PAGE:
Corticosteroids Stress Dose and Drug Interactions

Increased doses of corticosteroids can lead to an undesirable reaction with other medicines. For example, there are the following interactions:

  • Antacids (drugs that reduce the acidity of gastric juice) reduce the absorption of glucocorticoids taken orally.
  • Barbiturates, carbamazepine (Carbaprol, Epitol, Equetro, Tegretol), rifampicin (Rifadin, Rimactane, Rimaped, Rimapen, Rimactan, Rifoldin, Aptecin), accelerate the metabolism (transformation) of glucocorticoids in the liver, and Erythromycin and Isoniazid slow it down. Glucocorticoids accelerate the excretion of butanedione (diacetyl), salicylates, barbiturates.
  • The combined use of mineralocorticoids and glucocorticoids increases hypokalemia and hypernatremia. In the case of hypokalemia, there may be side effects of cardiac glycosides. Laxatives (“stool softeners”) can increase hypokalemia.
  • Using hormones together with azathioprine (Imuran, Azasan, Azafalk, Aza-Q, Azaimun), Methandrostenolone and hingamin (Chingaminum) increase the risk of developing cataracts and other adverse reactions.
  • Glucocorticoids reduce the effect of cyclophosphamide, the antiviral effect of idoxuridine (Idodine, Virexen, Herplex, Herpidu), the effectiveness of sugar-reducing drugs.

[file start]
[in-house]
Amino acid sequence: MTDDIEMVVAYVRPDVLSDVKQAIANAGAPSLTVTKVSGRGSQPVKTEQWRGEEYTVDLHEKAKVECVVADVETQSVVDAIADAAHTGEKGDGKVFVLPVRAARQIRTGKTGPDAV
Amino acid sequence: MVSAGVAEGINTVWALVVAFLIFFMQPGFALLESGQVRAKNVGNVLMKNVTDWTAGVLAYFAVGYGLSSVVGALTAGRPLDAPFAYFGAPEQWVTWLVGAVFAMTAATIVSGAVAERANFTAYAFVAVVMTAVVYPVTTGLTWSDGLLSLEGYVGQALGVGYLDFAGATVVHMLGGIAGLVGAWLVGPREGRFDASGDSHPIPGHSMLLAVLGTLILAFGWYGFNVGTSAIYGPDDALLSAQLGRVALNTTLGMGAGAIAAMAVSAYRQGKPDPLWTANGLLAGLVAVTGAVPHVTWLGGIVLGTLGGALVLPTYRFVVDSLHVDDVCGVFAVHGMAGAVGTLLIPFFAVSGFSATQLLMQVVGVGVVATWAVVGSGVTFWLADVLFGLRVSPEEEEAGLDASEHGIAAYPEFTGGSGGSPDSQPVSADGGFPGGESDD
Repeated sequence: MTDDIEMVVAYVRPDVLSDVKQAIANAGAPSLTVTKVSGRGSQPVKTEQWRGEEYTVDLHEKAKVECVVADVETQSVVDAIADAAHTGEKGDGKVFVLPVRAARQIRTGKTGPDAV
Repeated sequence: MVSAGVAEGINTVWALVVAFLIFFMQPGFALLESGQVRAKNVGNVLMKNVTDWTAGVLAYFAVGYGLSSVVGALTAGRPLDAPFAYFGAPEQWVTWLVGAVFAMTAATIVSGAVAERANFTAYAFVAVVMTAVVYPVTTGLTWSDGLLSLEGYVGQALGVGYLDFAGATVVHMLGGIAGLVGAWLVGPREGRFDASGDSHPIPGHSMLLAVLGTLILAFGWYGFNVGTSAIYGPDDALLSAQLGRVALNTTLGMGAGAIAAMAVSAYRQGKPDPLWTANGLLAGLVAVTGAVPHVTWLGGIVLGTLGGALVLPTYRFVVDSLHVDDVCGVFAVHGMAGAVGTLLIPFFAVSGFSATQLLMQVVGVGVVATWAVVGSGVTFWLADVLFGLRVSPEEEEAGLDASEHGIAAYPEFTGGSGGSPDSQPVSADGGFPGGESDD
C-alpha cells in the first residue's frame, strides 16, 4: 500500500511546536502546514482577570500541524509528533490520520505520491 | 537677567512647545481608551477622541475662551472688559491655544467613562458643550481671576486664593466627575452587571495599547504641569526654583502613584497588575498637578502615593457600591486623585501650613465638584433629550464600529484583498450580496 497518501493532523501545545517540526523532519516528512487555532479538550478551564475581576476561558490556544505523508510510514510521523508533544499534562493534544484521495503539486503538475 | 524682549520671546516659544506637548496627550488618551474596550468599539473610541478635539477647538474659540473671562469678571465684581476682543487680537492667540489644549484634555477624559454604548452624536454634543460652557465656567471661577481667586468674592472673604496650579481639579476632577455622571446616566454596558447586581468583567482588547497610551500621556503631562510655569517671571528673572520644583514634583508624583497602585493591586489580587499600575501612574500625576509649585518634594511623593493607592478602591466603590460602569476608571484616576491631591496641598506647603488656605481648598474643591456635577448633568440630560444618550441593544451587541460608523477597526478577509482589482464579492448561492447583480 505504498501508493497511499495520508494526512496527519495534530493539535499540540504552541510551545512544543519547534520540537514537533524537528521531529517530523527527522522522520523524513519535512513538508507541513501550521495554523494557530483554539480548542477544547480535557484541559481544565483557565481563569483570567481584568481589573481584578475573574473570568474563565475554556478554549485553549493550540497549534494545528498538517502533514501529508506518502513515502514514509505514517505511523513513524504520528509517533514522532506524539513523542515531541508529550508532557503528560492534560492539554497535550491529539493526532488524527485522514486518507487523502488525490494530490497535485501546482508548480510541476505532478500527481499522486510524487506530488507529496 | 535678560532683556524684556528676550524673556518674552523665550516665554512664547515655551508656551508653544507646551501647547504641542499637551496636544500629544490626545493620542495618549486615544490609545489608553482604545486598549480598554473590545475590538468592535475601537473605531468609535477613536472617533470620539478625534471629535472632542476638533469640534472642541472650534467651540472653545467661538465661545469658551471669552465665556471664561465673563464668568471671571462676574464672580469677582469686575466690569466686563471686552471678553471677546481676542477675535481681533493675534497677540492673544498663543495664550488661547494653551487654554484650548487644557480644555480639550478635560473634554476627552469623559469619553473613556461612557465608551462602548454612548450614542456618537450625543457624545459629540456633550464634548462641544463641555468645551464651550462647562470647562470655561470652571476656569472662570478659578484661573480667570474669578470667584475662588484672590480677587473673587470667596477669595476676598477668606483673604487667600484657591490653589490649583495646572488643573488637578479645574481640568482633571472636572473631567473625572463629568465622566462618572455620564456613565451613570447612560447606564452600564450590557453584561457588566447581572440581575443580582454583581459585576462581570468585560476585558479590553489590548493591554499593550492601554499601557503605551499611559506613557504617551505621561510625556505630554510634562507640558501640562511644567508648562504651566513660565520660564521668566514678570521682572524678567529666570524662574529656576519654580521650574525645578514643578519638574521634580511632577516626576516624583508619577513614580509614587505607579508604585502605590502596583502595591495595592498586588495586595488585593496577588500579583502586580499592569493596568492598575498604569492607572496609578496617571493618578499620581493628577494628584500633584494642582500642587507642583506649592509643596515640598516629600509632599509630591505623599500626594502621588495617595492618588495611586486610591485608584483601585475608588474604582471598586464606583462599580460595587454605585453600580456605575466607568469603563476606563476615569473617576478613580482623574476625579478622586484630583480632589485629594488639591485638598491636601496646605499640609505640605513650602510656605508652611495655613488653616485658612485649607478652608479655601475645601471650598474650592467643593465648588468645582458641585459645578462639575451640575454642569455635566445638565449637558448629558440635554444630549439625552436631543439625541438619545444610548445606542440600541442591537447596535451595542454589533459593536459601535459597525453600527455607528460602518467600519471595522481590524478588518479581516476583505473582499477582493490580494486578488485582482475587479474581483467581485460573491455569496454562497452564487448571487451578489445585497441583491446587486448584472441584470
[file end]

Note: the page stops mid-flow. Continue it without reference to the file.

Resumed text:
• Estrogens can enhance the action of glucocorticoids, which can allow one to reduce their dosage.

Specific Stress Dose Instructions and Warnings

How to apply when you ill with fever? If you suffer from fever less than 103 degrees, your regular dose should be doubled-up. For instance, if your child’s dose is 5 mg of cortef two times a day, increase it to 10 mg to turn it into the stress doping. If the fever is over 103 degrees, increase it in three times. Use this dose in case of fever up to 103 for a lethargic patient. In case of illness, which is accompanied by weakness, but not febrility, double your dose. In any cases consult your doctor.

In case of suffering from vomiting and/or diarrhea, contact the doctor immediately. The risk of inability to not retain or absorb the steroid in oral form also exists. In cases of vomiting and diarrhea, the best workaround is to take hydrocortisone in injectable form in the muscle. Your child can be given it before having medical attention or one time in the emergency room. Here it is possible that the children will be given endovenous fluid hydration.

The intramuscular dose of hydrocortisone injection is the same as the dose given before the surgery. Children, aged from 1 or earlier to 3 years old should apply 25 mg of the drug; those children, who are from 3 to 10 years old — 50 mg and the children who are over 10 years should take from 50 to 100 mg according to the body weight. In case of having elective surgery, it is important to consult anesthesiologist and surgeon to determine the necessary dose before the surgery starts. Do the same in case of durable dental procedures.